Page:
Guest Contribution by Berrak Nil Boya
As a composer, musicologist and a sound designer who is making a transition to the world of game audio for the last year or so, not only do I have a new level of respect for everyone who works as a game audio professional but I also became aware of various changes I am going through almost daily to adapt my already established skill set and mentality to fit my new chosen profession. These changes affect different aspects of my auditory world to varying degrees, but listening and specifically critical listening ended up being a new kind of challenge for me. As a musician who is used to listening critically to music and its various properties, and as a musicologist who researched film music for years, the inherent interactivity and flow of the gaming experience required a new type of listening capability from me. One that depended on me to not just pay attention to the different aspects of the soundscape, but also to rise to the challenges that were presented to me by the game to succeed as a gamer. It meant orienting my attention to the other aspects of the game; so much so that, I forgot to listen for a while and instead just heard what the soundscape consisted of. So how would it be possible for me to play a game AND critically listen to its audio aspects at the same time?
The gents with impressive facial hair over at the Beards, Cats and Indie Game Audio Podcast have glommed onto this month’s theme of “Listening”. You can check out the full episode here.
Thanks go out to Matthew Marteinsson (@mattesque) and Gordon McGladdery (@AShellInThePit) for contributing to this month’s discussion!
Guest Contribution by Stephan Schütze
Why I am not going to tell you which microphone to use
The simple answer to this statement is, because we don’t have time. The exact choice of which microphone to use for each situation of recording a vehicle is a detailed exercise and would take more pages than we have space for. Even then, there is a major flaw associated with the idea. What I hear and what sounds good to my ears may not work for you. Suggesting Brand X or a Model 2B, stuffed up the exhaust pipe of your Honda, may only serve to encourage you to spend more money than you need to. As much as we all love to buy new equipment, I think there is value in stepping beyond the tools and toys. I’m going to be more general and share a more conceptual approach to capturing good vehicle sounds.
What I will do is take you through some of the essential lessons I’ve learned when recording vehicle sounds for Sound Librarian. In creating our sound libraries, I’ve recorded motorbikes, cars, tanks, boats, airplanes, pretty much every vehicle I could get my microphones near.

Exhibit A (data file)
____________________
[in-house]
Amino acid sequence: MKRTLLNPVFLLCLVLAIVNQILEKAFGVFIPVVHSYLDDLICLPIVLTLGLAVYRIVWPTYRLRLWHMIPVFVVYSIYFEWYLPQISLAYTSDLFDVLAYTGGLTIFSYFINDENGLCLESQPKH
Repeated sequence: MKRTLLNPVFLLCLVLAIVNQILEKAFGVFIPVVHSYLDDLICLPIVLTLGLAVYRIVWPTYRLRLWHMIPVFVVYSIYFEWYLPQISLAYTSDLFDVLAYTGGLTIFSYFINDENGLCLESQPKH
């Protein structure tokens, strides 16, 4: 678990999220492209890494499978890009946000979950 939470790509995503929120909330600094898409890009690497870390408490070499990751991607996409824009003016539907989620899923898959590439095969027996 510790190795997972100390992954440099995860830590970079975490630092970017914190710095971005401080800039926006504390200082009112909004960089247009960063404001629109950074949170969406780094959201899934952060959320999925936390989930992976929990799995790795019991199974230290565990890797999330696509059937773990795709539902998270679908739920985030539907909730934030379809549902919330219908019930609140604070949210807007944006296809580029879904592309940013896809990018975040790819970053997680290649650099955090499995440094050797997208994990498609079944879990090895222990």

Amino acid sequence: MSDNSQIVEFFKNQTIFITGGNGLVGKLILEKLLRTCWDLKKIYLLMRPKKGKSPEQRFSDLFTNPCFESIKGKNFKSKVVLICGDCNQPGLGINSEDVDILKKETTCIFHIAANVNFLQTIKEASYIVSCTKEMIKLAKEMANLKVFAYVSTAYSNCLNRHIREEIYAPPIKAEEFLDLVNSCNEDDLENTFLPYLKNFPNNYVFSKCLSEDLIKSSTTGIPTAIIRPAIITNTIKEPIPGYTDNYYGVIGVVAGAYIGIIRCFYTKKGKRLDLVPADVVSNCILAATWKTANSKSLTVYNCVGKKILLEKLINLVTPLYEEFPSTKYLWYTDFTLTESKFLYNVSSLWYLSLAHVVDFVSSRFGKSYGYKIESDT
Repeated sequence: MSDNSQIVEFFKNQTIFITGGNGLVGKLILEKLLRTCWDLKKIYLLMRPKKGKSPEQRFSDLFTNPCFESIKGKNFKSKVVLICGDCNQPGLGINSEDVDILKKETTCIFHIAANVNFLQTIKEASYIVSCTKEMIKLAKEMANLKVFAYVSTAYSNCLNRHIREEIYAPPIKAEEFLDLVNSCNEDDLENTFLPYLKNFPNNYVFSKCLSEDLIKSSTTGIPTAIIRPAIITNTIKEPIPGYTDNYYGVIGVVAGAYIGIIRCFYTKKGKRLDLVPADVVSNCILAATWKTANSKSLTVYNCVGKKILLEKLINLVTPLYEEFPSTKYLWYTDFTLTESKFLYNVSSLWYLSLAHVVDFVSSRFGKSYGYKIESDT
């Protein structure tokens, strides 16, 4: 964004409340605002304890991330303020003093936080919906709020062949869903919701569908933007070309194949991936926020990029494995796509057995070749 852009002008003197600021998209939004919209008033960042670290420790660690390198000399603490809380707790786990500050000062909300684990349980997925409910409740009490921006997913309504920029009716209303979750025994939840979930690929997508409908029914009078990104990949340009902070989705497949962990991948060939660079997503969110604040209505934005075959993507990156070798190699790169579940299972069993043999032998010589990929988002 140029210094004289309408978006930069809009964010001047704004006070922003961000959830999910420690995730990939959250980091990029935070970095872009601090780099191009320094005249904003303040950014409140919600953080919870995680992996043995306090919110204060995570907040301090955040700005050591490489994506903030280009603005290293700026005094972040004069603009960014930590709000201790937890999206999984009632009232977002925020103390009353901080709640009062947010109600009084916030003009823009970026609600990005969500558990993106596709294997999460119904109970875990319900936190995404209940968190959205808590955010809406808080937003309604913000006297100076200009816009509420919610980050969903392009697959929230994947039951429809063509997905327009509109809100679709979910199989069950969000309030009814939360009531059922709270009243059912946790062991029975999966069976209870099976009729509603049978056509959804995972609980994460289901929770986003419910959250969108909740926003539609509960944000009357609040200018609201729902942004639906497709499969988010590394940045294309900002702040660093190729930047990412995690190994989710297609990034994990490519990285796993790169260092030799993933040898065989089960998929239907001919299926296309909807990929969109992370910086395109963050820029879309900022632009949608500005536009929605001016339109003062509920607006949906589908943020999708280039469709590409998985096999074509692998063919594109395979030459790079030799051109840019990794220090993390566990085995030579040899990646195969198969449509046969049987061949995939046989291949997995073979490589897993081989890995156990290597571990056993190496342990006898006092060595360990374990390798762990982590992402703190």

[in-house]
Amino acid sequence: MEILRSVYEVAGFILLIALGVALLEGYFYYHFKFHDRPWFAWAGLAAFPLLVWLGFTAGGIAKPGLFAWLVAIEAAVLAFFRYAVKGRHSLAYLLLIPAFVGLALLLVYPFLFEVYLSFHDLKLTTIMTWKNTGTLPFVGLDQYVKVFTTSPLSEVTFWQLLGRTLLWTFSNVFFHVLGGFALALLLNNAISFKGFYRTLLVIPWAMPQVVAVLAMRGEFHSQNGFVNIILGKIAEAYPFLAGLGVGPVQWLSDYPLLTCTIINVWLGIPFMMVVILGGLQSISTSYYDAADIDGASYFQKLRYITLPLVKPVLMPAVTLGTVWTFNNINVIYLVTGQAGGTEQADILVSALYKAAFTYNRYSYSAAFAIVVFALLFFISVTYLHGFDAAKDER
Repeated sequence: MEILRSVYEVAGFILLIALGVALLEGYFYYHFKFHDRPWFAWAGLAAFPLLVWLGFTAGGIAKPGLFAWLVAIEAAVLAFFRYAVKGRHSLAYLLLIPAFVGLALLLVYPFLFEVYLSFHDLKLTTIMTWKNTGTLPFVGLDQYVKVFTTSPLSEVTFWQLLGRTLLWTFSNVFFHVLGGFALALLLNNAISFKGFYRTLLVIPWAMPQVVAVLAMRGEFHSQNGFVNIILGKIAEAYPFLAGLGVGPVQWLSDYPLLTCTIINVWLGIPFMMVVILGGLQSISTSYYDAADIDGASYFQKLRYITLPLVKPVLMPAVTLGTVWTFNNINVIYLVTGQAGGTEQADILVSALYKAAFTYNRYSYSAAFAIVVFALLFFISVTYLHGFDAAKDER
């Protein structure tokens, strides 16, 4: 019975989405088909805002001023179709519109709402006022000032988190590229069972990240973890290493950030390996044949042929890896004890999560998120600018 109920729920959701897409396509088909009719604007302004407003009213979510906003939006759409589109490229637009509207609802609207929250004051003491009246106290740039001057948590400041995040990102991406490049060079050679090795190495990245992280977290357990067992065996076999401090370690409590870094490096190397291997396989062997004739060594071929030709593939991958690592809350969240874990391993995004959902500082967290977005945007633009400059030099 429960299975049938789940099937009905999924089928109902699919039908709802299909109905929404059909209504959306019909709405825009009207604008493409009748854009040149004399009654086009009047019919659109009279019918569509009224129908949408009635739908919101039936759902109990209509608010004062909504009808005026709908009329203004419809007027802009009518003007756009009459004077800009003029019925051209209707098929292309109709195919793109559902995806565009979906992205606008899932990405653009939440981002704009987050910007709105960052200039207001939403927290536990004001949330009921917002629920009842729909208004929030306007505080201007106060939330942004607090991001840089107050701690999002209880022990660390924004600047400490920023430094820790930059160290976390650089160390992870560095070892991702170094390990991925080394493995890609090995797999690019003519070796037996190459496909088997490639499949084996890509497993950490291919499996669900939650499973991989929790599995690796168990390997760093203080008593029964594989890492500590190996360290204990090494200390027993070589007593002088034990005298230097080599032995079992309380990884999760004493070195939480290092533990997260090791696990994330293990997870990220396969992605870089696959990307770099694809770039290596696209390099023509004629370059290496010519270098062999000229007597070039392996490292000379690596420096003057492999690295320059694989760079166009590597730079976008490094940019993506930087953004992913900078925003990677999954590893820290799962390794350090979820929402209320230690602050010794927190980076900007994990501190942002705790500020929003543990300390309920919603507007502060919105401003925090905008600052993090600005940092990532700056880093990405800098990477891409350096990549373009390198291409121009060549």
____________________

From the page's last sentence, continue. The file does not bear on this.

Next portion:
Guest Contribution by Rob Bridgett
For the past 14 years I’ve been a proponent of sound as a deeply integral part of the video game development process, getting audio involved earlier, allowing it to become a part of decision making and concepting, allowing sound’s early presence, excitement and enthusiasm to influence the other disciplines involved in the collaborative sport of video game development.
Recently, you may have noticed a trend towards narrowing down the focus of what we consider to be multi-disciplinary game development, there are small team, minimal, retro, and almost inevitably towards audio-only games. At the Game Developer’s Conference Nicky Birch of Somethin’ Else’s spoke about their audio-only games (such as Papa Sangre) as did Brian Schmidt on a similar theme in 2013). These are games in which the player has little or no visual input or stimulus, but relies entirely on spatialized audio cues.
I recently came across the Frictional Games blog and have spent the last few weeks trawling through it’s archive. It provides a wealth of informaiton on game design, and in particular discussions on the point of game narrative. One particular post, 4 Layers, a narrative design approach, written by Thomas Grip, Frictional’s creative director, raised the concept of the mental model, and the impact this can have, not only on game design, but also on a players experience of a game.